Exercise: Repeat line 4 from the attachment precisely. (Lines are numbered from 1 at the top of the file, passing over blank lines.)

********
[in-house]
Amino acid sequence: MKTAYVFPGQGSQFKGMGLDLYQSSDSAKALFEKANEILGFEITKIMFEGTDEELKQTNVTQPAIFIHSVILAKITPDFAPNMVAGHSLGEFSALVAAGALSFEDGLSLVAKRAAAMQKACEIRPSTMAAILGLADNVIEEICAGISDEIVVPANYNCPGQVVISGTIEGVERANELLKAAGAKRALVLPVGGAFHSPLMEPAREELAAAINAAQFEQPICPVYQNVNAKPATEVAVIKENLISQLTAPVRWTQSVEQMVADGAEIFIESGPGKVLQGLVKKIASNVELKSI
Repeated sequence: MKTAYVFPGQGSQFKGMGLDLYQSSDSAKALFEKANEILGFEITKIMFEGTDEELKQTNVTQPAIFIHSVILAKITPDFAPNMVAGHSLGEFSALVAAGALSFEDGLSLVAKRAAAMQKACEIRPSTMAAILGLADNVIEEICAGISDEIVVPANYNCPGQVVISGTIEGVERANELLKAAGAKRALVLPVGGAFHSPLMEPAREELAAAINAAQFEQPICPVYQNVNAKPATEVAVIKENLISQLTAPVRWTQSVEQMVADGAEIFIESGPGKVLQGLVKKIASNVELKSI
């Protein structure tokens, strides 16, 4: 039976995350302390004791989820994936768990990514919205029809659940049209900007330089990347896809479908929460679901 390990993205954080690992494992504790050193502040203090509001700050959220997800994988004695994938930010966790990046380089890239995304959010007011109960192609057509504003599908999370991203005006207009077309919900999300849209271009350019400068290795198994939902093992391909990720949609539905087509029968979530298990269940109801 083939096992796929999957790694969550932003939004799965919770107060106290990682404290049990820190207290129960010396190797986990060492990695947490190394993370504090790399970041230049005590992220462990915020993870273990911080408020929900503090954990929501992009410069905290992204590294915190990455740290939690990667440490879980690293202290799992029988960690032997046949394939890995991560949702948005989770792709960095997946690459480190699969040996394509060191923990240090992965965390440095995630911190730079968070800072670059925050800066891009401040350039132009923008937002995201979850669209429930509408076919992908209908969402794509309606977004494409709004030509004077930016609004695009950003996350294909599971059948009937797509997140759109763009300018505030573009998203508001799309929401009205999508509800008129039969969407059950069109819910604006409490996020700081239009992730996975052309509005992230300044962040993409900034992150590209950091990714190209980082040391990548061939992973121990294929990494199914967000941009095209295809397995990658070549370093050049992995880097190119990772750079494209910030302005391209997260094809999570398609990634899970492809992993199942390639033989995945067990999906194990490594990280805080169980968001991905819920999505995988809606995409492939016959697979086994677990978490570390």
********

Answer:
């Protein structure tokens, strides 16, 4: 039976995350302390004791989820994936768990990514919205029809659940049209900007330089990347896809479908929460679901 390990993205954080690992494992504790050193502040203090509001700050959220997800994988004695994938930010966790990046380089890239995304959010007011109960192609057509504003599908999370991203005006207009077309919900999300849209271009350019400068290795198994939902093992391909990720949609539905087509029968979530298990269940109801 083939096992796929999957790694969550932003939004799965919770107060106290990682404290049990820190207290129960010396190797986990060492990695947490190394993370504090790399970041230049005590992220462990915020993870273990911080408020929900503090954990929501992009410069905290992204590294915190990455740290939690990667440490879980690293202290799992029988960690032997046949394939890995991560949702948005989770792709960095997946690459480190699969040996394509060191923990240090992965965390440095995630911190730079968070800072670059925050800066891009401040350039132009923008937002995201979850669209429930509408076919992908209908969402794509309606977004494409709004030509004077930016609004695009950003996350294909599971059948009937797509997140759109763009300018505030573009998203508001799309929401009205999508509800008129039969969407059950069109819910604006409490996020700081239009992730996975052309509005992230300044962040993409900034992150590209950091990714190209980082040391990548061939992973121990294929990494199914967000941009095209295809397995990658070549370093050049992995880097190119990772750079494209910030302005391209997260094809999570398609990634899970492809992993199942390639033989995945067990999906194990490594990280805080169980968001991905819920999505995988809606995409492939016959697979086994677990978490570390």